fore, inventions having a technical character that are or may be T 26/86 "Koch & Sterzel", concerning X-ray equipment designed
implemented by computer programs may well be patentable. for radiological imaging using a computer program, confirmed
The case law of the boards of appeal
A special case is claims to computer program products, such
The EPO’s completely independent boards of appeal have the as computer programs stored on a data carrier (T 1173/97 "IBM"
task of reviewing the decisions of the EPO in grant and oppo- and T 935/97 "IBM"). These are patentable subject-matter if
sition proceedings. They thus interpret the EPC in cases where there is a "further technical effect", i. e. one going beyond the
disputes arise. In the field of computer-implemented inven- normal physical effects (e. g. flow of electric current) seen
tions the boards have in many decisions developed the interpre- when all programs are run. Such further technical effect might
tation of the EPC provisions relating to the term "invention", be the more secure operation of the brake of a car or train.
providing guidance on what is patentable and what is not. A further technical effect might also be a faster communication
between two mobile phones with improved quality of voice
According to established EPO practice in line with that juris- transmission. However, such claims are only allowed by the EPO
prudence, computer-implemented inventions can be patented if they are based on a new and inventive technical process
if they involve an inventive technical contribution to the prior that may be carried out by a computer program.
art, irrespective of whether they are implemented by hardware
or by software. They are not patentable if there is no technical Pure business methods as such are not patentable (Article
contribution to the prior art or, if there is such a contribution, 52 (2) (c) and (3) EPC, e. g. T 931/95 "PBS"). The patentability of an
it is obvious. auction method carried out by means of the Internet was
denied because there was no technical contribution to the prior
art (T 258/03 "Hitachi"), because the technical implementation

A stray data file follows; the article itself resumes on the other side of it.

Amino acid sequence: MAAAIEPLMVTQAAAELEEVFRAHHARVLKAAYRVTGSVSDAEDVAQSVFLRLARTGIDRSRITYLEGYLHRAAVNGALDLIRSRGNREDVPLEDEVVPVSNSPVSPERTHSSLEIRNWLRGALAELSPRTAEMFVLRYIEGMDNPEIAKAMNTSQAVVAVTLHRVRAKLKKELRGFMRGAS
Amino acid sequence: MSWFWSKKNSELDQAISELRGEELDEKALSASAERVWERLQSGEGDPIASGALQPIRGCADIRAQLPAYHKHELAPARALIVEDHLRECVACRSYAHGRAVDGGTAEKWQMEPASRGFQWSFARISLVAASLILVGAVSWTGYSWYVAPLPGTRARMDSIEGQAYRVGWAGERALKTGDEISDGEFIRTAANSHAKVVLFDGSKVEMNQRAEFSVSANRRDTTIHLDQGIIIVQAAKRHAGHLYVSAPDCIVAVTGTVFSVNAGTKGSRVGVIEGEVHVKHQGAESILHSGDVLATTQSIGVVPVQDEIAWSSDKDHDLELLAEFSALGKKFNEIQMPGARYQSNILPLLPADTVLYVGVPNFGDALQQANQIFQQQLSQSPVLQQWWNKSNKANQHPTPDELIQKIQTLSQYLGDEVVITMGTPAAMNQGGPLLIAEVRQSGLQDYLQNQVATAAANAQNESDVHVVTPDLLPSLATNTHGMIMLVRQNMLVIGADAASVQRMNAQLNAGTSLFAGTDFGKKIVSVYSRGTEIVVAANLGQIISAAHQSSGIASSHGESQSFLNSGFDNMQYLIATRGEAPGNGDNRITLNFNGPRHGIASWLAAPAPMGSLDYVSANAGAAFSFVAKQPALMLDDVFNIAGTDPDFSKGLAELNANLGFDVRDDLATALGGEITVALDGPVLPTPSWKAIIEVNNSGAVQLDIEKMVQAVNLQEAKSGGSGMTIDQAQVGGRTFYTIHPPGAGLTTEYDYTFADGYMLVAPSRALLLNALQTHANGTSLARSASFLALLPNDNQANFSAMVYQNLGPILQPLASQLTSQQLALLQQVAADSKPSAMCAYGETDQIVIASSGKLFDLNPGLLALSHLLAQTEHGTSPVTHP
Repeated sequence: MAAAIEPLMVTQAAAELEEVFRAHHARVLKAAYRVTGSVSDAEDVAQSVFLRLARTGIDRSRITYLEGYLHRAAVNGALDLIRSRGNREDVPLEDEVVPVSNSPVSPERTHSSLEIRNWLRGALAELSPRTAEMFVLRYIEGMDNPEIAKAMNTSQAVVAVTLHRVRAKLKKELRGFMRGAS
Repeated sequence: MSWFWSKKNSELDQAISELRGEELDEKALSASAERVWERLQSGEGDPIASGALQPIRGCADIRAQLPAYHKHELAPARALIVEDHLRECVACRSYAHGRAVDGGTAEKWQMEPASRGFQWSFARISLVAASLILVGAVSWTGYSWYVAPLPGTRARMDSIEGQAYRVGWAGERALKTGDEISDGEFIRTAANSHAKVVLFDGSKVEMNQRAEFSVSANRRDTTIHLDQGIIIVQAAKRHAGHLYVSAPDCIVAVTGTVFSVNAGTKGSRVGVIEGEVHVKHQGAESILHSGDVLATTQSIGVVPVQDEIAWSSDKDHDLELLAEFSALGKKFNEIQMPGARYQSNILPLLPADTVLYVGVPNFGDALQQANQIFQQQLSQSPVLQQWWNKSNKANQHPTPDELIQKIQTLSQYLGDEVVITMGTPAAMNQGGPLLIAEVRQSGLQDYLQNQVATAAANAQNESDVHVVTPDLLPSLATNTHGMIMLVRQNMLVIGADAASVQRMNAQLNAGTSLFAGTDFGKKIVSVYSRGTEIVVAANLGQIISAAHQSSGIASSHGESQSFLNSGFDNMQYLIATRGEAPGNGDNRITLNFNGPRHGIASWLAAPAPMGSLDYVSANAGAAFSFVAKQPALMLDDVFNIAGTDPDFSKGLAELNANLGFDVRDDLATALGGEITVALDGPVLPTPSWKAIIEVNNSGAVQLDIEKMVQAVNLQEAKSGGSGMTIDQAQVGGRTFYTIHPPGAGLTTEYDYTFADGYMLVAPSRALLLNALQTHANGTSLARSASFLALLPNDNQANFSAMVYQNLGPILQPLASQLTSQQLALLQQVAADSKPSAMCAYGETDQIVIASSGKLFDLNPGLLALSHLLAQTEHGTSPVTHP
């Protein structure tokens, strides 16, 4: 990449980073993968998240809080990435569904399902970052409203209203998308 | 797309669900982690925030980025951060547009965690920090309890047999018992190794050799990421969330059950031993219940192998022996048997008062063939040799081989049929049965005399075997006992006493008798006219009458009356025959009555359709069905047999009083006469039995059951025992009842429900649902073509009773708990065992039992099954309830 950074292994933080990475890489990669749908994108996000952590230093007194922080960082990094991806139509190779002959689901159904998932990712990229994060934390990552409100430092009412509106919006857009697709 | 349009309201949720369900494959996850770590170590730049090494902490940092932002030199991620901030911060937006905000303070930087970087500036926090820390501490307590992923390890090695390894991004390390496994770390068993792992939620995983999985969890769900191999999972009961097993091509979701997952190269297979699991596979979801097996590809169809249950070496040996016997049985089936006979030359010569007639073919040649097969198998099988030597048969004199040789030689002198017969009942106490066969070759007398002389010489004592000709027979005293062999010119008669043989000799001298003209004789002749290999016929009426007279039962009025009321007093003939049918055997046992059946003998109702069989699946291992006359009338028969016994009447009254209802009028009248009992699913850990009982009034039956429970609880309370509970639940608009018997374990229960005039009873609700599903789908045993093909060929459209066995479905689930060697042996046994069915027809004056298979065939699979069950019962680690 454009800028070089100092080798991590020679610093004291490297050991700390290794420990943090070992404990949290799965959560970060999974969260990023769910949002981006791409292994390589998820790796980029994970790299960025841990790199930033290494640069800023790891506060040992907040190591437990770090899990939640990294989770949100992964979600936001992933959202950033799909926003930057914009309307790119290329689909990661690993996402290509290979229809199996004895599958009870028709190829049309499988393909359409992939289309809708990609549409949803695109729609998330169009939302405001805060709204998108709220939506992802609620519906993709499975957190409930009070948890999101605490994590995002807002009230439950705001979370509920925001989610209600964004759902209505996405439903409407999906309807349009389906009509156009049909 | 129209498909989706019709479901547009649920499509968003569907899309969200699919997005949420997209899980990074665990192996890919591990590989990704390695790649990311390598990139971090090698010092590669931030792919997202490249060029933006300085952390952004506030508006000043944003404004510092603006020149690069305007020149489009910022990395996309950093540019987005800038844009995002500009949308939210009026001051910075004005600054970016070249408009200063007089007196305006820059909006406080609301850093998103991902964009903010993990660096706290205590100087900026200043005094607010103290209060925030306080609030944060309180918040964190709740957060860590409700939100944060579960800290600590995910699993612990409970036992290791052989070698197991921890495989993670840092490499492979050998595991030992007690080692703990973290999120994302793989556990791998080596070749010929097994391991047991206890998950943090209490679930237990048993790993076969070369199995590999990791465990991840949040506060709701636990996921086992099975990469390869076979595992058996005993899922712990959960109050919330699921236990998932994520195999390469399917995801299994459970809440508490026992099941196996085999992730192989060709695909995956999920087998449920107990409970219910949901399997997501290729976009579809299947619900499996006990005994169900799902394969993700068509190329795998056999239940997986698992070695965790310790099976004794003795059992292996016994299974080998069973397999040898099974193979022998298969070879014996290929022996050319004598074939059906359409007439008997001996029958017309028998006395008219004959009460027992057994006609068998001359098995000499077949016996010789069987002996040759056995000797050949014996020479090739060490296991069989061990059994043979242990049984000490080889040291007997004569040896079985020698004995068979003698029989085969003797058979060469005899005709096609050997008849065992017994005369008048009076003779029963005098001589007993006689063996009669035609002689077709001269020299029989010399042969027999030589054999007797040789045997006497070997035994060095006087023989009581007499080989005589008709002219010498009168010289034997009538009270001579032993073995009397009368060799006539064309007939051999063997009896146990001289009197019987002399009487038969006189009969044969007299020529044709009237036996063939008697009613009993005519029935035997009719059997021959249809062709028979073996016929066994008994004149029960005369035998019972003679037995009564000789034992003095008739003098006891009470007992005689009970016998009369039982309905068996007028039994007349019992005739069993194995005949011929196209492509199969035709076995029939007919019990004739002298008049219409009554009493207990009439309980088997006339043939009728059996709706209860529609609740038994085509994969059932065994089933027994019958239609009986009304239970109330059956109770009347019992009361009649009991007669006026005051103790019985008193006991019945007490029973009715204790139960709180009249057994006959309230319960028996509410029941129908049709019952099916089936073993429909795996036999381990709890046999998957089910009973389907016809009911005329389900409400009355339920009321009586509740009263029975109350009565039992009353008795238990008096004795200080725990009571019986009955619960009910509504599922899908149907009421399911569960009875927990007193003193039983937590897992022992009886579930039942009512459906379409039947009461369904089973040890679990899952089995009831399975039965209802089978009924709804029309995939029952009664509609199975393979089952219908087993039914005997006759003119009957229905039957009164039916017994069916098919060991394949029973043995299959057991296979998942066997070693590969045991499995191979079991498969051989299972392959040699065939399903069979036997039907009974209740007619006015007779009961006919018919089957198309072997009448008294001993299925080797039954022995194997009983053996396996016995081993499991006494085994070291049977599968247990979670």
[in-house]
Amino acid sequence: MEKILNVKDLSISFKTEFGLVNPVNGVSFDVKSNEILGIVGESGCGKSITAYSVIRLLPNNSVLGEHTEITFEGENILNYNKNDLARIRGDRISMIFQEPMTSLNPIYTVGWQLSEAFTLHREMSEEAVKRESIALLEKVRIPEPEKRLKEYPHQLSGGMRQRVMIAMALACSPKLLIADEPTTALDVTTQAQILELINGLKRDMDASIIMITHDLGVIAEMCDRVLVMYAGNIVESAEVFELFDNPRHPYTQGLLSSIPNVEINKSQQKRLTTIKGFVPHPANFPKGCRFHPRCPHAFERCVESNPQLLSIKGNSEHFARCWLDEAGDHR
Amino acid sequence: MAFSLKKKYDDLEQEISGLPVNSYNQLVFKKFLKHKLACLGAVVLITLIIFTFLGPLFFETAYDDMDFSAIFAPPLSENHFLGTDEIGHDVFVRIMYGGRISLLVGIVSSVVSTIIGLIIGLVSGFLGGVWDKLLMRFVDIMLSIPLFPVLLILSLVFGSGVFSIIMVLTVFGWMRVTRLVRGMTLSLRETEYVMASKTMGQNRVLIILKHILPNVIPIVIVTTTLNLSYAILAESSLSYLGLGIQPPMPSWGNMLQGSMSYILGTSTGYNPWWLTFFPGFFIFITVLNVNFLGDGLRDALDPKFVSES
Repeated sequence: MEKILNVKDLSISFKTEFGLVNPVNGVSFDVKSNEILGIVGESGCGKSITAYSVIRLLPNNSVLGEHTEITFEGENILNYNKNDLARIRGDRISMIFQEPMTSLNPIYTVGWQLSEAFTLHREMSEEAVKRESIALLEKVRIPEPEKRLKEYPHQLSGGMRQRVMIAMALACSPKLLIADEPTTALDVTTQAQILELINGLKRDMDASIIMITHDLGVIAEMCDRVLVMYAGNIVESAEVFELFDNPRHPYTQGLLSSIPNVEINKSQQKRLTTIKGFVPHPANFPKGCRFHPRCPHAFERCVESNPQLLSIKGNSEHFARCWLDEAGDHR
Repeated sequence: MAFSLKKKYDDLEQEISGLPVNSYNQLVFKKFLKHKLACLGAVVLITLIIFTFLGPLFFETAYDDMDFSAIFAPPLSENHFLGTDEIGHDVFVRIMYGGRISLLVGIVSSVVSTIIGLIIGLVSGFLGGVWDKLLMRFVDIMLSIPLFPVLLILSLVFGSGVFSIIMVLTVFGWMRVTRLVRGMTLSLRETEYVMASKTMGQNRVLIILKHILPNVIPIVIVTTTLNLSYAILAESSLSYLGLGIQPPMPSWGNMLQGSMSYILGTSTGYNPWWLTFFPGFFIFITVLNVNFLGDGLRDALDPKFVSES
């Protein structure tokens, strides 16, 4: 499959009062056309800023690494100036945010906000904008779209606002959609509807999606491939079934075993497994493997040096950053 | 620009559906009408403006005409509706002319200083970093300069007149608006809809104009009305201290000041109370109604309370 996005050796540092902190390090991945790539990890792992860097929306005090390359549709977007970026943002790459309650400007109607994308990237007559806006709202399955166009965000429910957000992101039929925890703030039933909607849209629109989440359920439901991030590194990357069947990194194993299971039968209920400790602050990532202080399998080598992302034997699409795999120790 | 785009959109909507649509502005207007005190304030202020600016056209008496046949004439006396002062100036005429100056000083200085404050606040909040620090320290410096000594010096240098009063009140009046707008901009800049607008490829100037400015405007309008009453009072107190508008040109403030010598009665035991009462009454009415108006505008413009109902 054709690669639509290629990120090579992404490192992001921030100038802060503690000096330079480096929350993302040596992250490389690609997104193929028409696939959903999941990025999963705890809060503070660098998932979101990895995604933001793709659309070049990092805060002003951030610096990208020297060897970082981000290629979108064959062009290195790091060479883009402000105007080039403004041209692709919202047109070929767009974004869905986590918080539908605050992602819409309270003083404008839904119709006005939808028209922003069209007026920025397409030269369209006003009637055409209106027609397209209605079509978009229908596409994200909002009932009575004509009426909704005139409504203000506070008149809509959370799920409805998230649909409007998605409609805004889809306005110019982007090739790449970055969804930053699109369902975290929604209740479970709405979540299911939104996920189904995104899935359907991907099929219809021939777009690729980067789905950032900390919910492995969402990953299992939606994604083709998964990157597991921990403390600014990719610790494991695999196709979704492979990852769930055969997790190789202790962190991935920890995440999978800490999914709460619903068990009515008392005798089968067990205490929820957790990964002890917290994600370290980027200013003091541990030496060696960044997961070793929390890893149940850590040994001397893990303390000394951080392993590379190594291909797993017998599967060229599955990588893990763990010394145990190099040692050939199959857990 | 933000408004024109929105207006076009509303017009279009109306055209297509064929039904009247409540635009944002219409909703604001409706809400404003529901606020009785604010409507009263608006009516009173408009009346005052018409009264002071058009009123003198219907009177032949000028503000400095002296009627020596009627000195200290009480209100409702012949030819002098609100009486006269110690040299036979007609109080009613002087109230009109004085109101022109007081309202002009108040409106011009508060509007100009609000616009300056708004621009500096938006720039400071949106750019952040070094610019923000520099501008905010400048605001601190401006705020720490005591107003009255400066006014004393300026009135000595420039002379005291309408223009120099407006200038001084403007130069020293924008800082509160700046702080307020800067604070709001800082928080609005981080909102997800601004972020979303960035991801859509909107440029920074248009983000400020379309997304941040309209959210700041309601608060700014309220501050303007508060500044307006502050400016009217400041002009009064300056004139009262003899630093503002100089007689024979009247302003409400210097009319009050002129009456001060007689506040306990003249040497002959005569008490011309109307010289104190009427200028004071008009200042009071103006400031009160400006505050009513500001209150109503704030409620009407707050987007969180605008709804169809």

of the improved auction rules was done by the conventional
means of a computer and a computer network.
The EPO does not grant "software patents". The term itself Examples of patentable
is a misleading concept. Under the EPC a computer program
claimed as such is not a patentable invention (Art. 52(2)(c) and
inventions involving software
(3) EPC). Inventions involving computer programs that imple-
ment business, mathematical or similar methods and do not The EPC as interpreted by the boards of appeal enables and
produce technical effects (e. g. because they solve a business obliges the EPO to grant patents for many inventions in which
problem rather than a technical one) are not patentable, and software makes a technical contribution, such as a novel and
no patents will be granted for such inventions in Europe. inventive computer-controlled process operating a robot arm,
enhancing a graphic display, controlling data storage between
While the practice of the EPO in this field is largely esta- memories or routing diverse calls through a telephone
blished, the President of the EPO, considering that diverging exchange in response to demand.
decisions of the boards of appeal have created some uncer-
tainty, has referred a number of questions to the Enlarged Board Other processes, such as online retailing, though involving
of Appeal of the EPO in relation to the patentability of pro- the use of a computer, are not patentable in Europe, whereas
grams for computers under the EPC (G 3/08). While it does not such processes are often patented in the USA.
call into question the applicable provisions of the EPC, the
referral seeks guidance on how some of the finer aspects of For an example of a European patent granted by the EPO for
this exclusion are to be applied. an invention enabling detection of the proper functioning of
an ABS control unit, see EP 771 280.
No source code
For an example of an application for a European patent
There is no legal basis in the EPC for requesting a program rejected by the EPO concerning a fixed-odds betting system,
source code from the applicant. Nor is it the policy of the EPO see EP 1 139 245.
to require or examine source codes or to publish them as